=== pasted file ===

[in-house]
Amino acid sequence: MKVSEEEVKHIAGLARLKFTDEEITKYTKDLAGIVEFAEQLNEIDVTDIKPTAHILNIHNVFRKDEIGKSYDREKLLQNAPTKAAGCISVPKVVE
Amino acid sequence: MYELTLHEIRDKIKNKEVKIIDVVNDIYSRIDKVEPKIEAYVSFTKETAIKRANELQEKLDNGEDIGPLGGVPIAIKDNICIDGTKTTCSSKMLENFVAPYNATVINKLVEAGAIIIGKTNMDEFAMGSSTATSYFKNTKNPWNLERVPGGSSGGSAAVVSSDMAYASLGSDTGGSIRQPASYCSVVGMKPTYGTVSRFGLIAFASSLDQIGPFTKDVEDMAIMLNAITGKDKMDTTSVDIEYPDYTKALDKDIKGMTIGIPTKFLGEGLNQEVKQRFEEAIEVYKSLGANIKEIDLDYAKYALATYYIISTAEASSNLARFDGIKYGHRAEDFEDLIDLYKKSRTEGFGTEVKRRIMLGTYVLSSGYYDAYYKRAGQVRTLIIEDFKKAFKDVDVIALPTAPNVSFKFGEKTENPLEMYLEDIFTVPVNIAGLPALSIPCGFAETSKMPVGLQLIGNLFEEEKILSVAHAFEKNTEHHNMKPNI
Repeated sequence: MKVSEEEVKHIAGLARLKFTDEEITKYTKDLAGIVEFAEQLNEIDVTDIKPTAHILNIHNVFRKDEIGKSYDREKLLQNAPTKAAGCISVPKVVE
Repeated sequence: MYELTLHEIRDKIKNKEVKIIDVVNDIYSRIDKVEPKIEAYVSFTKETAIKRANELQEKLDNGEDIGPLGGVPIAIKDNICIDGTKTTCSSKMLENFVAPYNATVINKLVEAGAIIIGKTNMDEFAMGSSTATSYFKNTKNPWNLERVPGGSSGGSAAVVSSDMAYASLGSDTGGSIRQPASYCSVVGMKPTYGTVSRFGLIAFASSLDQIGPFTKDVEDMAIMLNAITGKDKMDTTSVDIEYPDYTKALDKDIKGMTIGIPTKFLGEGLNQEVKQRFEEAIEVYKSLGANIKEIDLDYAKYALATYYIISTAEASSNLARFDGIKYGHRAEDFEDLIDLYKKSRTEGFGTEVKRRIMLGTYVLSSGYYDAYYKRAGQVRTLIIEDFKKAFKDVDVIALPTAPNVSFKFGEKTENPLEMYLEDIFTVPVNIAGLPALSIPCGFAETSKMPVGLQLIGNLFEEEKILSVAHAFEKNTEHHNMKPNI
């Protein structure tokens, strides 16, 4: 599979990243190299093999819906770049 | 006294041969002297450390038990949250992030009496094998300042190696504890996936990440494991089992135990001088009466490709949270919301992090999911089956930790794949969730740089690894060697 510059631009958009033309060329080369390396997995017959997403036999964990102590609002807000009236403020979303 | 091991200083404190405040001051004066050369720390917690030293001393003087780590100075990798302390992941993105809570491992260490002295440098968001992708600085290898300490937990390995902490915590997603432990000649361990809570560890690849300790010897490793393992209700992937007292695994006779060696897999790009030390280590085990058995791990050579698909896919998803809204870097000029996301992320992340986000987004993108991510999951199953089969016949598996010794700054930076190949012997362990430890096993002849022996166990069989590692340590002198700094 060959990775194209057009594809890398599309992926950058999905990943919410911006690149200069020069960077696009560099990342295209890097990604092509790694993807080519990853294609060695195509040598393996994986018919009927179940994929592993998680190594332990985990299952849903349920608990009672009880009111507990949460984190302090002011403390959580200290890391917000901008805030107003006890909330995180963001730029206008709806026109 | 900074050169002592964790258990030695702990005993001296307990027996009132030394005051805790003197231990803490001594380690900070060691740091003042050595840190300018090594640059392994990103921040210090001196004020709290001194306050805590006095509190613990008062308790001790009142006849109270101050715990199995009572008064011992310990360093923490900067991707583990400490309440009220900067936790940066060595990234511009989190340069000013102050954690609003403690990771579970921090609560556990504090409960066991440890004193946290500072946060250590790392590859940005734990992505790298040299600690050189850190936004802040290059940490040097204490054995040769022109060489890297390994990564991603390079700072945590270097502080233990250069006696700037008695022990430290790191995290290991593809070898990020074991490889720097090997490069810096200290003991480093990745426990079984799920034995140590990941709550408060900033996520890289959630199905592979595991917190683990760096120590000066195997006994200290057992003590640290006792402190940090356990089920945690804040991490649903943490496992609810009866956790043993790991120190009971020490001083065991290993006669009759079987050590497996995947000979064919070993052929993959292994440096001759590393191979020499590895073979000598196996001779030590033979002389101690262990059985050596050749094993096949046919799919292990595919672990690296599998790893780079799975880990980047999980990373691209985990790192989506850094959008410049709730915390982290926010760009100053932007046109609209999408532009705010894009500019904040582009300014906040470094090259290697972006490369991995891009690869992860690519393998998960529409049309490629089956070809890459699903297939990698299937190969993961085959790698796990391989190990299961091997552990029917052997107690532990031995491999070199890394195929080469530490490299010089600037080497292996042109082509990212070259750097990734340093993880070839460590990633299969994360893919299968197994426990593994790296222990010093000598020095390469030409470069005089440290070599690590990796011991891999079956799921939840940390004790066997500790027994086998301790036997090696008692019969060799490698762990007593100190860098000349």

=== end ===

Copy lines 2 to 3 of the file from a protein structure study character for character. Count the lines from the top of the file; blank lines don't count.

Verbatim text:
Amino acid sequence: MKVSEEEVKHIAGLARLKFTDEEITKYTKDLAGIVEFAEQLNEIDVTDIKPTAHILNIHNVFRKDEIGKSYDREKLLQNAPTKAAGCISVPKVVE
Amino acid sequence: MYELTLHEIRDKIKNKEVKIIDVVNDIYSRIDKVEPKIEAYVSFTKETAIKRANELQEKLDNGEDIGPLGGVPIAIKDNICIDGTKTTCSSKMLENFVAPYNATVINKLVEAGAIIIGKTNMDEFAMGSSTATSYFKNTKNPWNLERVPGGSSGGSAAVVSSDMAYASLGSDTGGSIRQPASYCSVVGMKPTYGTVSRFGLIAFASSLDQIGPFTKDVEDMAIMLNAITGKDKMDTTSVDIEYPDYTKALDKDIKGMTIGIPTKFLGEGLNQEVKQRFEEAIEVYKSLGANIKEIDLDYAKYALATYYIISTAEASSNLARFDGIKYGHRAEDFEDLIDLYKKSRTEGFGTEVKRRIMLGTYVLSSGYYDAYYKRAGQVRTLIIEDFKKAFKDVDVIALPTAPNVSFKFGEKTENPLEMYLEDIFTVPVNIAGLPALSIPCGFAETSKMPVGLQLIGNLFEEEKILSVAHAFEKNTEHHNMKPNI